Arts and Culture

“Ok, come off mute… three, two, one and on one I want to hear a good shriek.”

Before the 10 young actors deliver their performance of “a good shriek,” instructor Alyssa Rae Hendricks wants to run through the elements of making a good shriek on a recording. 

Stopher Elementary fifth grader Mychele Bradshaw has one idea.

“Not too loud where it busts someone’s eardrum,” Bradshaw says during the Zoom rehearsal.

“Yes, think of the people wearing the headphones,” Hendricks says. “We don’t want to freak them out.” 

Another way to perfect your on-mic shriek? Put emotion behind it, the instructor continues, even though the audience won’t be able to see you. 

When Metro Louisville classrooms shut down last spring, and everything moved online to non-traditional learning, Louisville educational theater group Drama by George went straight to audio. And Hendricks has been helping these young thespians hone their acting chops for the radio. 

After some more discussion about how to shriek for a listening audience, Hendricks is ready to hear the results.

“Three, two, one.”

The young actors let out a series of high-pitched screeches. 

A bit “squeaky,” she determines, but she likes it.

A Pivot From The Stage To Audio

The COVID-19 pandemic led to the cancellation of so many things over the last 10 months: shows and concerts, festivals, in-person learning, vacations and personal milestones like weddings or birthday celebrations. 

Ten-year-old Bradshaw was worried that the same fate would befall on her drama club. So while she misses doing drama club in person, she thinks this radio thing is pretty cool too. 

“I’m excited that they started doing this because I thought everything was being canceled and there’d be nothing left that we could really do,” she said. 

“For an experience, I like it,” added fourth grader Mahika Kapoor. “You can read scripts without remembering it.”

Hendricks, a theater teaching artist with Drama by George, said the audio plays allow them to keep kids engaged with theater remotely without too much fuss.

“There’s a lot of things that we can do dynamically with the recording and give it a life without a lot of production in terms of getting the kids in costume and shipping those things to them and sets and all of that,” Hendricks said. “So it seems like a really natural way to… transition them to a digital space.”

Their current production is called “Tonya Sawyer and the School Fence.” 

It’s a twist on a famous scene from “The Adventures of Tom Sawyer,” by Mark Twain, when Tom’s Aunt makes him paint a fence as a punishment. 

In this radio take — which Drama by George has also done as a staged production pre-pandemic — the protagonist is Tonya Sawyer. She and her friend, Huck, get in trouble at school, and their punishment is to paint a school fence on a Saturday. But they’ve been framed.

Bradshaw, who plays the role of Tonya, explained that there are “snooty girls and they don’t really like Tonya” and Huck.

“They want to frame them for something, but then it just backfires on them,” Bradshaw explained.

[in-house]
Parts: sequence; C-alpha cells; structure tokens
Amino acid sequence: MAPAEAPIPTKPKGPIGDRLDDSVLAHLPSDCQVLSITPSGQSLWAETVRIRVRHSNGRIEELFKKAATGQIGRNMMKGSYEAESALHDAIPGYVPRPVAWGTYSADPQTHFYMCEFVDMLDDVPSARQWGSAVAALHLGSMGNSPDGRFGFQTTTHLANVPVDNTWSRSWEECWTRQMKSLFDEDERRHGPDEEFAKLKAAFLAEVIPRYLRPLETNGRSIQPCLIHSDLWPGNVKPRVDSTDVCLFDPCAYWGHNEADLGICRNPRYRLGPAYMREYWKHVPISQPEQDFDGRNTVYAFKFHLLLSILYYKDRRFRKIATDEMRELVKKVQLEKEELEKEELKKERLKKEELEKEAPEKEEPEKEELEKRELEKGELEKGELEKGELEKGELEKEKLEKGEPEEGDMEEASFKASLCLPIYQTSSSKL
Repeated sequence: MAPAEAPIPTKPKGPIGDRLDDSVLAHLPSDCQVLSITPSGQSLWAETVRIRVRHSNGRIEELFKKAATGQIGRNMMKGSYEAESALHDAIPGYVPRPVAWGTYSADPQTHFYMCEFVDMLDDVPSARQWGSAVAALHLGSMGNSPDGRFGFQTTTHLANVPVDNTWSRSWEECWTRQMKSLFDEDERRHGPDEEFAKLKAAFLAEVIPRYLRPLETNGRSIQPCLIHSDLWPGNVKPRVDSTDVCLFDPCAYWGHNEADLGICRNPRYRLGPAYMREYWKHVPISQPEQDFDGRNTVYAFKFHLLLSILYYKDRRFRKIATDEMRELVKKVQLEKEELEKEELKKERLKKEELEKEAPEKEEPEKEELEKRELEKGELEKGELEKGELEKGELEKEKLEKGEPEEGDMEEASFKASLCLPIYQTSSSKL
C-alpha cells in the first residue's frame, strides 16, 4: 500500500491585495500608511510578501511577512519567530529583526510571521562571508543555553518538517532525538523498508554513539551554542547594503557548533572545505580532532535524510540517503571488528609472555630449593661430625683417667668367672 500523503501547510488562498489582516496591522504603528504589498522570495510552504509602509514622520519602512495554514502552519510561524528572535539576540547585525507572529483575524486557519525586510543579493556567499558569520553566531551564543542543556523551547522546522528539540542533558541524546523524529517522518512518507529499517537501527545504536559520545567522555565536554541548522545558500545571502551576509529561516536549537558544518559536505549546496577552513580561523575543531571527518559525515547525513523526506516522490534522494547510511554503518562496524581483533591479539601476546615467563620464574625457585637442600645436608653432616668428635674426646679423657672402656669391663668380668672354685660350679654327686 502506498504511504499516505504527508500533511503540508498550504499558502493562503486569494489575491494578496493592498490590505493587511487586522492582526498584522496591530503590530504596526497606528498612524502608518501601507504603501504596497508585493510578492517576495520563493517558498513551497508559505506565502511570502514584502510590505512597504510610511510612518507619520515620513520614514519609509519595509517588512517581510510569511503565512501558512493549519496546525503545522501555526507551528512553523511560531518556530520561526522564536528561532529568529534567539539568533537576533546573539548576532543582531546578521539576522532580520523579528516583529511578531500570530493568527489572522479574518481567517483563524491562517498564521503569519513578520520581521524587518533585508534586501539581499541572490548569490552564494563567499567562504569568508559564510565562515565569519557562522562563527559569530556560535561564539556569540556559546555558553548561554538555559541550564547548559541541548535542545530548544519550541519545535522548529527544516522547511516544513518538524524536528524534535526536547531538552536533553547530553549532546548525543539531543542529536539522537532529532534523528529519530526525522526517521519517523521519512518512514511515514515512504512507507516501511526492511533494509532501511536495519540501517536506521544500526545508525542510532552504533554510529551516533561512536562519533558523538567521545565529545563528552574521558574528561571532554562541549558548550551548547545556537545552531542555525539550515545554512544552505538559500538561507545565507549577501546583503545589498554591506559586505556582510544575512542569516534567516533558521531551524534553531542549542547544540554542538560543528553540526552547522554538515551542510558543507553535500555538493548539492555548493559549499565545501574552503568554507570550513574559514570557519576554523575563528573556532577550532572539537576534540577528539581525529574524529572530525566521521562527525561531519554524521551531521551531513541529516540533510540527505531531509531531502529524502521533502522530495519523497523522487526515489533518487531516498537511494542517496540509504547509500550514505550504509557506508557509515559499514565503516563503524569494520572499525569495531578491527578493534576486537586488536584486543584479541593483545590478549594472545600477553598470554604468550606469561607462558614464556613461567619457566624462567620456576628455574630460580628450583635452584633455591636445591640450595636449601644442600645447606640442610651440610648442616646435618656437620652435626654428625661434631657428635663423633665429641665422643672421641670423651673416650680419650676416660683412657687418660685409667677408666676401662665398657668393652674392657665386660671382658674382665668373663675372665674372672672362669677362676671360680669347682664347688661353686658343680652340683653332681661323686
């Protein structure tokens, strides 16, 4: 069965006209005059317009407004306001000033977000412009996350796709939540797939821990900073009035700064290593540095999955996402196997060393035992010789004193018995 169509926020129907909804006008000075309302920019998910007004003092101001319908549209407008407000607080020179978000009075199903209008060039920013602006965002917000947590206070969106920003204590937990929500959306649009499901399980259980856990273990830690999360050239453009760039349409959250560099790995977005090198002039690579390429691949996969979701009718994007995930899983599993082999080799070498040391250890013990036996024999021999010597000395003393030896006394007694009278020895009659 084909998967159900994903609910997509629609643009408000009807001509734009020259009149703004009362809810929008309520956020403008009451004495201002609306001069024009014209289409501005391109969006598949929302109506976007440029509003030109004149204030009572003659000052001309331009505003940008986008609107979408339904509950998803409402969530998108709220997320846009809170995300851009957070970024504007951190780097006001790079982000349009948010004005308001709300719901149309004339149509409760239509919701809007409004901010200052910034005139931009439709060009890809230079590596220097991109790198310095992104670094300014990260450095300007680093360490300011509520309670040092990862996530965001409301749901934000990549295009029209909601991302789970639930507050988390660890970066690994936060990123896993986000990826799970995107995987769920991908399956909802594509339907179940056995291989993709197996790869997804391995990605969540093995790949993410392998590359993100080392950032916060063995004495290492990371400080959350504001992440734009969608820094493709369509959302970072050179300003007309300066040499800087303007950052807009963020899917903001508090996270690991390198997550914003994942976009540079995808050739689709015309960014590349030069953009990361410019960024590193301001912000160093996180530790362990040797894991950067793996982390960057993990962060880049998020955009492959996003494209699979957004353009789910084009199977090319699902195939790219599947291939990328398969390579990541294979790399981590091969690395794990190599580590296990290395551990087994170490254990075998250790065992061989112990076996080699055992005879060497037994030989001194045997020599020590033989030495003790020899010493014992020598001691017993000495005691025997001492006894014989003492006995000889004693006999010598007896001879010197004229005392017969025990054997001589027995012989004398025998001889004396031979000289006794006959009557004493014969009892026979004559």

This is the fifth audio play from Drama by George. 

Artistic director and founder George Halitzka said he studied radio broadcast in college and it’s been good to flex his audio muscles again. He also liked that, with an audio drama, they could put on a show “that would make everybody, virtually speaking, appear to be in the same room together,” instead of creating a video full of Zoom squares. 

“I also think there’s something really freeing for the kids… because they don’t have to focus on having stage fright, or being camera shy,” Halitzka said. “All they have to do is focus on delivering a vocal performance.” 

The young actors also don’t have to fret about memorizing lines because they can read from their scripts as they record their individual tracks. 

Halitzka then takes all of those tracks and mixes them with sound effects to create the final play.

Keeping ‘Performing Alive’  

As much as Halitzka has enjoyed producing these audio plays the past months, he’s not sure he’ll keep it up post-COVID. 

Enrollment for the audio-focused drama clubs is significantly lower than typical, Halitzka said. He had just one drama club last fall, open to any student who had done a Drama by George program before, compared to 12 just before the pandemic. He’s opened up enrollment for a spring virtual drama club, which will also produce an audio play, but he’s eager to get back to being in person. 

In the meantime, he’s glad to offer any kind of creative outlet. 

“Even though this is a much smaller semester than we’re used to… we’re still working with kids to keep the creativity and the performing alive,” Halitzka said. “And I think that’s a beautiful thing.”

Young actors Mychele Bradshaw and Mahika Kapoor have been able to make new friends during this recent drama club, something that’s difficult to do during a global pandemic. That’s been the best part, they said, even if they haven’t met them in person yet.  

“I think it was fun cuz it’s normally with people from your own school, and then we do have people from different schools,” Bradshaw said. “It’s like fun to meet new people.”

“You’re meeting new people, you haven’t even seen them, but now you’re like friends and you talk a lot with them,” Kapoor said.

Stephanie Wolf is WFPL's Arts & Culture Reporter.